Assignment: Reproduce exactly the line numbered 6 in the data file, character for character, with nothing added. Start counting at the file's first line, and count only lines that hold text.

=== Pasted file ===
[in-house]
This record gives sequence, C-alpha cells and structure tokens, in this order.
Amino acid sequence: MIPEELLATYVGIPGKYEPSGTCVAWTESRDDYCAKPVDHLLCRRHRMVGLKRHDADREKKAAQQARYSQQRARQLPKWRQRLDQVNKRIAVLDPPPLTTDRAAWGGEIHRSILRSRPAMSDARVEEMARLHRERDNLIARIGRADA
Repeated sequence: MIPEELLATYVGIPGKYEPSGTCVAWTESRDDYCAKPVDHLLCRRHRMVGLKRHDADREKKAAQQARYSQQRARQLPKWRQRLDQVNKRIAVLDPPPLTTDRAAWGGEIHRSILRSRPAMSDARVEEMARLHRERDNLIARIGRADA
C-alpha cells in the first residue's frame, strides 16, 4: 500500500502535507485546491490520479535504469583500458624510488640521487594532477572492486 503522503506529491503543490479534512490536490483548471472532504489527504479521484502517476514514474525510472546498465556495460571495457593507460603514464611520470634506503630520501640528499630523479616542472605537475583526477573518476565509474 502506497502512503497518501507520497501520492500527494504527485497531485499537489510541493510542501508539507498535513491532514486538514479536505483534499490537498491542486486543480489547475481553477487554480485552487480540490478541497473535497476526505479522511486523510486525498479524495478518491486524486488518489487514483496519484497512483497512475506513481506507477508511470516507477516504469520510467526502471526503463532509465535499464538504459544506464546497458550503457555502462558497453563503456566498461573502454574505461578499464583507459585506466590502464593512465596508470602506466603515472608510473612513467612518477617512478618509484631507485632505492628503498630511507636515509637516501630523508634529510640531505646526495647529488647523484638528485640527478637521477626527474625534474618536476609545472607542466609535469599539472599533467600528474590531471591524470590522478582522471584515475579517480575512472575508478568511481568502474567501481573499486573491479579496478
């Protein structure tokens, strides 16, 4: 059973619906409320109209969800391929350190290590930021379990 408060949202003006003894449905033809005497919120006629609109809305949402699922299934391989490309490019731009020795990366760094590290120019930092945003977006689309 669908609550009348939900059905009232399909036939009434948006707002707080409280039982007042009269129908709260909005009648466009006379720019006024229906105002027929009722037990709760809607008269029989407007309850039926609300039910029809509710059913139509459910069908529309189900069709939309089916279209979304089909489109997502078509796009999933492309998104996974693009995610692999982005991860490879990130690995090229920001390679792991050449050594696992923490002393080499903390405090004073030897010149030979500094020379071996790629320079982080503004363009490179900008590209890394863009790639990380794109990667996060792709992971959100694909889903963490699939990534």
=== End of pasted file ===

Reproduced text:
């Protein structure tokens, strides 16, 4: 059973619906409320109209969800391929350190290590930021379990 408060949202003006003894449905033809005497919120006629609109809305949402699922299934391989490309490019731009020795990366760094590290120019930092945003977006689309 669908609550009348939900059905009232399909036939009434948006707002707080409280039982007042009269129908709260909005009648466009006379720019006024229906105002027929009722037990709760809607008269029989407007309850039926609300039910029809509710059913139509459910069908529309189900069709939309089916279209979304089909489109997502078509796009999933492309998104996974693009995610692999982005991860490879990130690995090229920001390679792991050449050594696992923490002393080499903390405090004073030897010149030979500094020379071996790629320079982080503004363009490179900008590209890394863009790639990380794109990667996060792709992971959100694909889903963490699939990534």